Monday, July 07, 2014

Every single day, allow it to pass


Probably one of the best statements I have heard in investing world. When the prices of stocks increase, we rush in to buy and when they fall, we rush in to sell. Both are inverse of what we should be doing; why are we behaving this way? Is there a way out?

Yes. Once invested in the right companies, allow each day to pass, knowing only fully well that businesses need time to grow. The stock market is not the business, they happen elsewhere. The stock market purely is a platform to buy them and not a place where profits are made. Businesses make profit by executing their business well, reviewing their strategies time to time and making changes when required. So do not follow the what the stock market is telling (in terms of the price changes) instead focus on what the businesses are telling you, whose stocks you own.  are the strategies in tune, are the promoters transparent and honest enough, is the Net Profits and earnings growing every year, if so are changes to get there happening? These should consume our energy and not the stock prices alone. Prices are an outcome of those questions we ask.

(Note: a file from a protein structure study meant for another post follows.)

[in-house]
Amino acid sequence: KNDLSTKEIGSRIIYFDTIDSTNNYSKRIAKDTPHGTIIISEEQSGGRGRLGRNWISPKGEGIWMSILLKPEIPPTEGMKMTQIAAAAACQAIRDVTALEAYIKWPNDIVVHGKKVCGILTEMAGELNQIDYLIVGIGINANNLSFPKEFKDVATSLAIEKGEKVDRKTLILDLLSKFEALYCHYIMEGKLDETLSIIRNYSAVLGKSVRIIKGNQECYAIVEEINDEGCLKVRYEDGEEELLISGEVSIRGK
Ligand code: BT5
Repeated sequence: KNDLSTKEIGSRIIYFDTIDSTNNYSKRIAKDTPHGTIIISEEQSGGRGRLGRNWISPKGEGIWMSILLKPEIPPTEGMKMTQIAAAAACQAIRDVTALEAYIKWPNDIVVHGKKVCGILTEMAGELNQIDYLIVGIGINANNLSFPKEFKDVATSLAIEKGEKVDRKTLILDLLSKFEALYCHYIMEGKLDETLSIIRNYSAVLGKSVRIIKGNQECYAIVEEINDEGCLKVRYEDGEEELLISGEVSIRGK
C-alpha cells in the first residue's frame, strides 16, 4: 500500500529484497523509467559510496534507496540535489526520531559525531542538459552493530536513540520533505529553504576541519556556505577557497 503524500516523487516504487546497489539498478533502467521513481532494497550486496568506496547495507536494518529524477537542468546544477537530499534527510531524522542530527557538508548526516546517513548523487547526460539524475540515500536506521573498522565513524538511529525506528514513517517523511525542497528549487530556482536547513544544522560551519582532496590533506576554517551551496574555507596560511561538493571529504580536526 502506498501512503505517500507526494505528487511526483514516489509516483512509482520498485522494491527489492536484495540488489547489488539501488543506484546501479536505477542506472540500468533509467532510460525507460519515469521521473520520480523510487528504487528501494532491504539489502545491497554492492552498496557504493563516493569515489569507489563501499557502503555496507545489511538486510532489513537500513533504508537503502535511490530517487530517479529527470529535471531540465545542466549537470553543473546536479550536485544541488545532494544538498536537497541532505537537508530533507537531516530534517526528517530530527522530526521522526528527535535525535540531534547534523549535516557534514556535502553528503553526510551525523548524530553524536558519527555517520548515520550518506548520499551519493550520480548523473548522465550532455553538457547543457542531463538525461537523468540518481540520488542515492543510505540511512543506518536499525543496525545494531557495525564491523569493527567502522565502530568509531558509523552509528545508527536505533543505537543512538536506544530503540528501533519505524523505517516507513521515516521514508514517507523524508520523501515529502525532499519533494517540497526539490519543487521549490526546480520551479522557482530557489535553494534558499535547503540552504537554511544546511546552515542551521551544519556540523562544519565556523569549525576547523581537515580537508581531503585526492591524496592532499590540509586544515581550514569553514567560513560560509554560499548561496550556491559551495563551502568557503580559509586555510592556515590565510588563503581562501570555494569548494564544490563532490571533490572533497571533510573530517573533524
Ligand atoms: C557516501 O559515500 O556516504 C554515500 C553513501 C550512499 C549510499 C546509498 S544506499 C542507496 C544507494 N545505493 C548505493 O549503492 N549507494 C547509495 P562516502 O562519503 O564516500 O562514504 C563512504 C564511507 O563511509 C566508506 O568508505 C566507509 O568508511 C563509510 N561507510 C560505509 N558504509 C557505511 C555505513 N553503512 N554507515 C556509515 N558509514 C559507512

We almost always overestimate our capability. When the stock price of our recent pick goes up, we congratulate our self on our ability to have foreseen. If the stock price goes down, we promise ourselves to exit if price comes back to our purchase price. There is no value we associate to the business, first when we bought the stock and then when we decide to sell.

Buy decision have to be predetermined by 'margin of safety' (on a roll of stocks that we have already filtered), which is generally appealing during a downtrend. So as a buyer we should prefer markets going down rather than going up. Our attitude towards market vagaries will decide our investing fortunes.

In the last couple of months, stocks have run up very fast. This is to the surprise of many as they stayed out of the market. Unfortunately, there are not too many stocks which offer sufficient margin of safety. Don't blindly buy because the share price has been going up. Only when the tide goes out do you discover who's been swimming naked.

A great investor once told me not to measure a stock by its price but with its market cap, this is quite a revelation. What he meant is to look at the stock as a business and by examining the market cap you are actually evaluating the size of the industry that of competitor, the growth prospects of the industry, headroom etc.

As Warrren Buffet wrote to shareholders “You don't have to be a genius to invest well. Investing is not a game where the guy with the 160 IQ beats the guy with 130 IQ. To invest successfully, you need not understand beta, efficient markets, modern portfolio theory, option pricing or emerging markets. You may, in fact, be better off knowing nothing of these.”

To develop the right attitude which alone is required to achieve investing success, write to